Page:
Dried Botanicals and Potpourri Supplies
Potpourri has been part of adding delicious scents to a room since before the time of the pharaohs. Because it's made of dried flowers and other ingredients, it can hold on to its scent for a long time and only needs to be refreshed once in a while. Potpourris are easy to put together with the right supplies, and they are often presented in glass containers, like vases.What types of dried flowers are available?
Flowers and leaves that dry beautifully include:
- Lavender: Lavender is one of the most popular dried flowers for potpourri.
- Rose: This includes rose buds and petals.
- Hydrangeas: This flower is available in many different colors.
- Gomphren: The gomprehna is a type of amaranth that bears ball-shaped, multi-colored flowers.
- Ammobium: This flower is called "the everlasting" because of how long it lasts as a dried flower.
- Craspedia: This yellow flower is also called Billy Buttons.
Types of greenery available for your potpourri include:
- Reed grass
- Russian olive
- Salal: This is an evergreen with glossy foliage and edible berries.
- Panicum: This is also known as panic grass because of the way the seed heads shiver in the breeze.
- Artichoke: If an artichoke is left alone, it turns into a giant thistle.
Dried fruits include:
- Artificial holly berries
- Pokeberries: These berries grow on a plant that is common in the Southern United States. The berries resemble blueberries but are not edible.
- Chili peppers: Dried chilis are surprisingly attractive, and they are edible after the holiday season.
- Canella berries: These berries come from a tree that's native to the West Indies and look like tiny pine cones.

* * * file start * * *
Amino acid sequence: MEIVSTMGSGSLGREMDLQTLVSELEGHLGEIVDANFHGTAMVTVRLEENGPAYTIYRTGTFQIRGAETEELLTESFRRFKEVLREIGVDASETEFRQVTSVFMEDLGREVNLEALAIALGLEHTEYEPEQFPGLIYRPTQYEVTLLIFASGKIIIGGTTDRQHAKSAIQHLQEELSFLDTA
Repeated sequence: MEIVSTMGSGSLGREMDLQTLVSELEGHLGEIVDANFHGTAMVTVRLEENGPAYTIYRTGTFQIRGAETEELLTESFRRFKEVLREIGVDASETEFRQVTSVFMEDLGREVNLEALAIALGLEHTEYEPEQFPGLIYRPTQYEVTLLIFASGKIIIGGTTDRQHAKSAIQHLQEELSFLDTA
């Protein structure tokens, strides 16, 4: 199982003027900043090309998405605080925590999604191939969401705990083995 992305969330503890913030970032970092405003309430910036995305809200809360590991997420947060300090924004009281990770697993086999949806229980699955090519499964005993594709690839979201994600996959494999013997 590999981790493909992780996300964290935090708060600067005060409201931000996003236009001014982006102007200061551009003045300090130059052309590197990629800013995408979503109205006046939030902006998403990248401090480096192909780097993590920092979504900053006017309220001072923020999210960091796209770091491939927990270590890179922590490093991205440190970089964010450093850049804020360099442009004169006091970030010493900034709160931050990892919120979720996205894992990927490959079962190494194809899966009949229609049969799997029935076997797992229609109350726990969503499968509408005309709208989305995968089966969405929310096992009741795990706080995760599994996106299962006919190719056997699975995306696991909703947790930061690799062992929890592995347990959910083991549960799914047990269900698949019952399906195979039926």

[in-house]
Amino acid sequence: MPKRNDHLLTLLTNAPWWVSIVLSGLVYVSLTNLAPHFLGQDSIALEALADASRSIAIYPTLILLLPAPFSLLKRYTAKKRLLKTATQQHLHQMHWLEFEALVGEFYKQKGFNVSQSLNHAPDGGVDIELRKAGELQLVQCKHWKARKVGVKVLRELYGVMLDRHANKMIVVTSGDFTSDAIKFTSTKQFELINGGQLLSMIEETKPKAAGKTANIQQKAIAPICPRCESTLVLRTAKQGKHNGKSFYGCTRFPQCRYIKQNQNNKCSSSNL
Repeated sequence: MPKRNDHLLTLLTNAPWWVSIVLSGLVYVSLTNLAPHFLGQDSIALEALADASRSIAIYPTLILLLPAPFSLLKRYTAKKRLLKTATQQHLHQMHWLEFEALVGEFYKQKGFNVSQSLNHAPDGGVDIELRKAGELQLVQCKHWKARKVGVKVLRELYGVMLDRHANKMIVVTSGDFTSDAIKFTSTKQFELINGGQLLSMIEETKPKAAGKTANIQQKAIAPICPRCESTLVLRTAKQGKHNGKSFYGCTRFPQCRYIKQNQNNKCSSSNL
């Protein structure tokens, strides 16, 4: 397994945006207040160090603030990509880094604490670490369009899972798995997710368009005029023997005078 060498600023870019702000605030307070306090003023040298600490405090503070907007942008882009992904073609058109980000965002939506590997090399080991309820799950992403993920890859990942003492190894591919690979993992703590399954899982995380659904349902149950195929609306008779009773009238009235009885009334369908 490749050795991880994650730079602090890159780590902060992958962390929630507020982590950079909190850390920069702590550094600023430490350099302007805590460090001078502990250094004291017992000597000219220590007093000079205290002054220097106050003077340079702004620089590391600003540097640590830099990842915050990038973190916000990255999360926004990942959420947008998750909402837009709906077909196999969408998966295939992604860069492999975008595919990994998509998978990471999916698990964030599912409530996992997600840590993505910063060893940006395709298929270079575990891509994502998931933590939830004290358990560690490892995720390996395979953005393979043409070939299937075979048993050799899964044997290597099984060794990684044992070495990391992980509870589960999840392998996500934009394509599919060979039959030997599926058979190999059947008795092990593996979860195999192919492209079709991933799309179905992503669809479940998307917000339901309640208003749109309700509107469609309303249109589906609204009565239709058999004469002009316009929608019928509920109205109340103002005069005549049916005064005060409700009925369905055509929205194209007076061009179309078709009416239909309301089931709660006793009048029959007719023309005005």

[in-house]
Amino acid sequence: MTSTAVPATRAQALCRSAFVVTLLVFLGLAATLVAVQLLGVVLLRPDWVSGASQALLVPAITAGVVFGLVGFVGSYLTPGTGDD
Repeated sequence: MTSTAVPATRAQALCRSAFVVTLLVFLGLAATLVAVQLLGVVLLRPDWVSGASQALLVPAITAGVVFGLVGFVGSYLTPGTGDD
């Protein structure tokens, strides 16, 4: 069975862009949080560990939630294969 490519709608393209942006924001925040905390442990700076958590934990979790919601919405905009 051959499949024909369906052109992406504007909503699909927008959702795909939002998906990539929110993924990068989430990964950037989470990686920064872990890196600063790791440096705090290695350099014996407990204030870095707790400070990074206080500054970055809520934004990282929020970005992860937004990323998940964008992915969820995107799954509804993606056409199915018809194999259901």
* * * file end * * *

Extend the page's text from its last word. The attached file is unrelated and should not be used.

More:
- Orange slices
Potpourri supplies include:
- Vintage flower and leaf presses: Some of these presses are used in the microwave.
- Silica gel and gel beads to dry flowers
- Plastic tweezers
- Sachets: These are often made of muslin fabric.
- Recycled boards
- Mixed pieces of wood
- Books on the art of dried flowers
The sheer variety of dried flowers is enough to make wonderful potpourri for any room and memorable floral arrangements for any occasion, including weddings and parties. A non-traditional bride may even carry a bouquet of beautiful dried flowers. Other uses for dried flowers are as pretty, moth-repellent sachets; furniture sachets attached to the arms of chairs or benches; travel sachets attached to the knob of a hotel room; or sachets tucked into drawers to freshen clothes.
Dried flowers can also be used in pomanders. Traditionally, these are porcelain balls filled with potpourri. Use arrangements of dried flowers as table centerpieces, large wreaths, or small wreaths around the bases of candleholders.